LSE Open 2011: Statistical Fun

After the final tab was released, I had a little bit of fun playing around with the numbers to see what different things I could get from the tab data. Here’s the results of my playing around.

  1. Break by total team speaker scores
  2. Notable big individual speaker scores
  3. Team Cohesion

Break by Total Team Speaker Scores

It is often difficult to decide whether a team’s score or a team’s speaker score better reflects their standing. Here’s how it would look by Total Team Speaker Scores

1. (1) I am Debate – 842
2. (2) No Umlaut in Ubermensch – 832
3. (3) Vowel Sounds Are Supposed To Be Like That – 828
4. (5) Herne Hill C – 826
5. (9) My bid is better than yours – 821
6. (6) Not Pretty Enough For – 816
7. (10) Sherring Guy Love with Pam – 816
8. (14) Jew and Jewar – 815
9. (4) We’re Not Racist – We’re Quoting Doug – 809
10. (15) We Can Be Funny…Honest – 809
11. (7) We hate most people here – 805
12. (16) Ebony and Richard – 805
13. (11) Mixed Feelings About The Pope – 804
14. (8) Dosie – 803
15. (31) We were the judging pool – 800
16. (12) 2 Kings 10 27 – 789

Interestingly enough, there would be little if any change to the 16 breaking teams although the rankings would differ and cause a different grand final.
Notably however, is the addition of ‘We were the judging pool’ on 800 total team speaker points but on only 7 team points which would put them behind even school teams Cheney, Wales A and Wales B. This would come at the expense of Ebony and Richard who initially ranked 16th.

In this scenario, Wales A would swap spots with Cheney, coming in 29 and 31 respectively with Wales B in on 38.

Big Scores

People that received speakers scores above 85 in each round.

Fred Cowell – 88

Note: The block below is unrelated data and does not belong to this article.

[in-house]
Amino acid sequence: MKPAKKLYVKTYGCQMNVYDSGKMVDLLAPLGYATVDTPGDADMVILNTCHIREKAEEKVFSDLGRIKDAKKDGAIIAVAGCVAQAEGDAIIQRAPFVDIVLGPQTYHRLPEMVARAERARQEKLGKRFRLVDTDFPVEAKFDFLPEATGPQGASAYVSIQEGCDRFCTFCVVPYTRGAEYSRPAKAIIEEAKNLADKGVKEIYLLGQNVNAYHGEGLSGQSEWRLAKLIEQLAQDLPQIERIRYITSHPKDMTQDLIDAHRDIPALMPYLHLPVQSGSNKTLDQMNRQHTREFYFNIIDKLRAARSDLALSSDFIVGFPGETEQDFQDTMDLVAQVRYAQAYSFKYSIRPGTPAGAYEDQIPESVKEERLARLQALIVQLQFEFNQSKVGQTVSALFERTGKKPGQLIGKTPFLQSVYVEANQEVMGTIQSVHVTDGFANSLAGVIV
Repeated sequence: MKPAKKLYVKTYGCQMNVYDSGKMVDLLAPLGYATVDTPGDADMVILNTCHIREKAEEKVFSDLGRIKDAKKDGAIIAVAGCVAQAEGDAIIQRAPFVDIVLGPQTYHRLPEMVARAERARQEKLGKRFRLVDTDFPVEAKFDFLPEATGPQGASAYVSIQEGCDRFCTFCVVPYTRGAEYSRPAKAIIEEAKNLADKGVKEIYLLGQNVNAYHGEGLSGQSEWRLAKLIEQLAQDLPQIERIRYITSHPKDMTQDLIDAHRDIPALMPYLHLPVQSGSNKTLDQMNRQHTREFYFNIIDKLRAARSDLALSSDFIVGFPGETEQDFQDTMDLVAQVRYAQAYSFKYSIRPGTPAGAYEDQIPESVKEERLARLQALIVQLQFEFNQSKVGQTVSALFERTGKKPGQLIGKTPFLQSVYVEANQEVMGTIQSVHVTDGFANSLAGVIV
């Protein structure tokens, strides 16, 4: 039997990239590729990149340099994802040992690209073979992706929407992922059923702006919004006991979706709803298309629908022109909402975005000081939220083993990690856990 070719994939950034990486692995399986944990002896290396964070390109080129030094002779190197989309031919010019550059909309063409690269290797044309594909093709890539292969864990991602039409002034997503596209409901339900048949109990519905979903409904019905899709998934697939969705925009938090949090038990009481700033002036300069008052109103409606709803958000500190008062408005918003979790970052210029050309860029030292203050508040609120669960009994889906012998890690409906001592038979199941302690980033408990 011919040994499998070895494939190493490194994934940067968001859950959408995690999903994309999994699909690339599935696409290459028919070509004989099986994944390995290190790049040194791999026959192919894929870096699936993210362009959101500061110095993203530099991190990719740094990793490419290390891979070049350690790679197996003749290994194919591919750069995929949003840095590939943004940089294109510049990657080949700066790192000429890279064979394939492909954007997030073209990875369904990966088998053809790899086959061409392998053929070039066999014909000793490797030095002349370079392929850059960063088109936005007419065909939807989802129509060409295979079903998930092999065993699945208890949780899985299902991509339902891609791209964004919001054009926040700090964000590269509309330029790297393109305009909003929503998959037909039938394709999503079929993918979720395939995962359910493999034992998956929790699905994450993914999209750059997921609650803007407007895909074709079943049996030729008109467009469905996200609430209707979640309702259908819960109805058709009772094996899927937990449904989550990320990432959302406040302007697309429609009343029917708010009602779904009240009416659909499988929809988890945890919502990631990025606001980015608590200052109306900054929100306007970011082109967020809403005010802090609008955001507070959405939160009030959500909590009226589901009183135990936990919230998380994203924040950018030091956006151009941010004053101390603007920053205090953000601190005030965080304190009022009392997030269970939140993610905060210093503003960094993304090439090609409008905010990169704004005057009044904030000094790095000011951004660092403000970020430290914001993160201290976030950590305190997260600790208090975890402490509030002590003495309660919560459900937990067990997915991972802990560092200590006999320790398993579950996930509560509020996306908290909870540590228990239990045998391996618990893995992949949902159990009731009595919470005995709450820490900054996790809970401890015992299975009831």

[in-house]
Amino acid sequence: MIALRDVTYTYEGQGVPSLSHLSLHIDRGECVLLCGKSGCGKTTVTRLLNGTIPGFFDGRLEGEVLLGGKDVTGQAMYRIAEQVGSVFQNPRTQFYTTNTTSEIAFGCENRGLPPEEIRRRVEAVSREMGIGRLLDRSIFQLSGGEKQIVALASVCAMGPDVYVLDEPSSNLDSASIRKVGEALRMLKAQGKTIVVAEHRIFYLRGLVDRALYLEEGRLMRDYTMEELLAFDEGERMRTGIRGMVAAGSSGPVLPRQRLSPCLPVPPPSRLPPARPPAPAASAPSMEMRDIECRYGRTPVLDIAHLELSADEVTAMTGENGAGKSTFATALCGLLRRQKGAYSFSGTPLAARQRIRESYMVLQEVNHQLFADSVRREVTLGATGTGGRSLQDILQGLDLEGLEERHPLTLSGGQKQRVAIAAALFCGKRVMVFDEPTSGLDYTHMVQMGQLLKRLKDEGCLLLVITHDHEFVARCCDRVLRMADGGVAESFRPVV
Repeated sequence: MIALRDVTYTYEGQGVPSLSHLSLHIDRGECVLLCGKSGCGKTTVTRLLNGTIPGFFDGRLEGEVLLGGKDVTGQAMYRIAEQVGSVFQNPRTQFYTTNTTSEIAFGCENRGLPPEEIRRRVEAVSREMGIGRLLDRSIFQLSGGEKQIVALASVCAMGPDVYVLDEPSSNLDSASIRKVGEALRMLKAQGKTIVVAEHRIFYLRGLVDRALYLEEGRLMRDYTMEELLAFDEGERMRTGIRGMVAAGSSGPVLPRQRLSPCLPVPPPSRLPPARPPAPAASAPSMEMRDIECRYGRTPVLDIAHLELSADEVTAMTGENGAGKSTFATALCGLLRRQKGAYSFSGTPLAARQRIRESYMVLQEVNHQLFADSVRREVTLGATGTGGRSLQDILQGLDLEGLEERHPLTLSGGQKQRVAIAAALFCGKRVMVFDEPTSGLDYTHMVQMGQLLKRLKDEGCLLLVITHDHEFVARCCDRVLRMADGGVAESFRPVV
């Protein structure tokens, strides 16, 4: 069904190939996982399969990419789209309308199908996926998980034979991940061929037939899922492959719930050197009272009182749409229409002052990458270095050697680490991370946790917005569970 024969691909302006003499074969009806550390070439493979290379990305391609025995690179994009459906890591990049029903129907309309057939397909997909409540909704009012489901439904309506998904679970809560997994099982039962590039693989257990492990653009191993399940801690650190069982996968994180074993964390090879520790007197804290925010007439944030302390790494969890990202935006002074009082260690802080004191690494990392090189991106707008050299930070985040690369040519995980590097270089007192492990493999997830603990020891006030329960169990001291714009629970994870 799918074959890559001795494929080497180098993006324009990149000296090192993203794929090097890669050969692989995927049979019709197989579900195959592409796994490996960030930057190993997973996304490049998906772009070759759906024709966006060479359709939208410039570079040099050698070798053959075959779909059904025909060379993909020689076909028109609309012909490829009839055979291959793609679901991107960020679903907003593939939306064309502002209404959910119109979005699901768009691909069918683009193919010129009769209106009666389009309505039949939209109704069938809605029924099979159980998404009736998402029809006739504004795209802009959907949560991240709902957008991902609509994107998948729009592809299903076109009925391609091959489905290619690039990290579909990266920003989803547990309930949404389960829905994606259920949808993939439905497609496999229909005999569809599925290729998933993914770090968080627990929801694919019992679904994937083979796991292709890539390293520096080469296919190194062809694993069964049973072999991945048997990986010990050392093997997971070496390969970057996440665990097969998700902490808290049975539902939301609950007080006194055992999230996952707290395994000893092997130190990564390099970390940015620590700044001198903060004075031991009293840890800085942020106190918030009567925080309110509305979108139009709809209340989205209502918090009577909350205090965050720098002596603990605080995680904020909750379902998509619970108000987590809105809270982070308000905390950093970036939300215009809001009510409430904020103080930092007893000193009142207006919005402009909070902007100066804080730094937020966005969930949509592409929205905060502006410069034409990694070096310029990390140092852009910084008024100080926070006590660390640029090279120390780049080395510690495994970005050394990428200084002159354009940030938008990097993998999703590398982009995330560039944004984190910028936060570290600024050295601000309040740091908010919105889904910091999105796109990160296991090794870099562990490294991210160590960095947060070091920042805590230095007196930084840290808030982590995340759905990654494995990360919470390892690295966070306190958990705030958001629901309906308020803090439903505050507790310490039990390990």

Jack Watson – 86
Li ShengWu – 86

Mhairi Murdoch – 89
Sam BLock – 88
Jonathan Leader-Maynard – 88
Harish Natarajan – 87
Sayeqa Islam – 87
Ben Ralston – 86
Maria English – 86
Tom Hosking – 86

As debates start getting more even in skill, the scores are starting to rise. This might support the suggestion that good debaters perform better in harder debates.

None. The top scores were two 84s achieved by Hugh Burns and Jonathan Leader Maynard.

Round 3 was also incidentally the most confusing debates with many debaters uncertain of how to approach the issue given the odd motion.

Again, no-one. Top scores were Sayeqa Islam, Nathalie Smith, Li ShengWu and Pam Cohn on 84

I can’t think of a logical reason for this. The motion wasn’t particularly unconventional and the rooms would presumably be very competitive given this is round 4. One possible explanation is that many debaters were starting to switch off in-light of the social events coming up in the evening.

Sam Block – 87
Max Kasriel – 87
Fred Cowell – 86
Neil Dewar – 86

With some highly competitive rooms and breaking in the equation, top debaters once-again pick up their game.

It should be noted that Sam Block, Jonathan Leader Maynar, Li Sheng Wu, Fred Cowell and Sayeqa Islam all received two scores above 85. This phenomena would amply explain why these were also the top 5 speakers on the tab.

To be carried or not to be carried

Inspired by the introduction of the Rushab Ranvat Memorial Award for most carried debater, I sorted all the total speaker scores by team and proceeded to figure out the number of points separating the two speakers on a team.

It turned out that the greatest difference between two partners would be 80 speaker points. However, neither of the two teams involved broke. Imperial B and Untermenschen B took the honors.
The biggest difference between the two speakers of a breaking team was a much smaller 13. This was the award that ‘We hate most people here’ received.
Only two teams managed to have perfectly even speaker scores, these being Wales B and Vowels are supposed to be like that. In the case of Wales B, both speakers had 363. In the case of Vowels are supposed to be like that, both speakers had 414.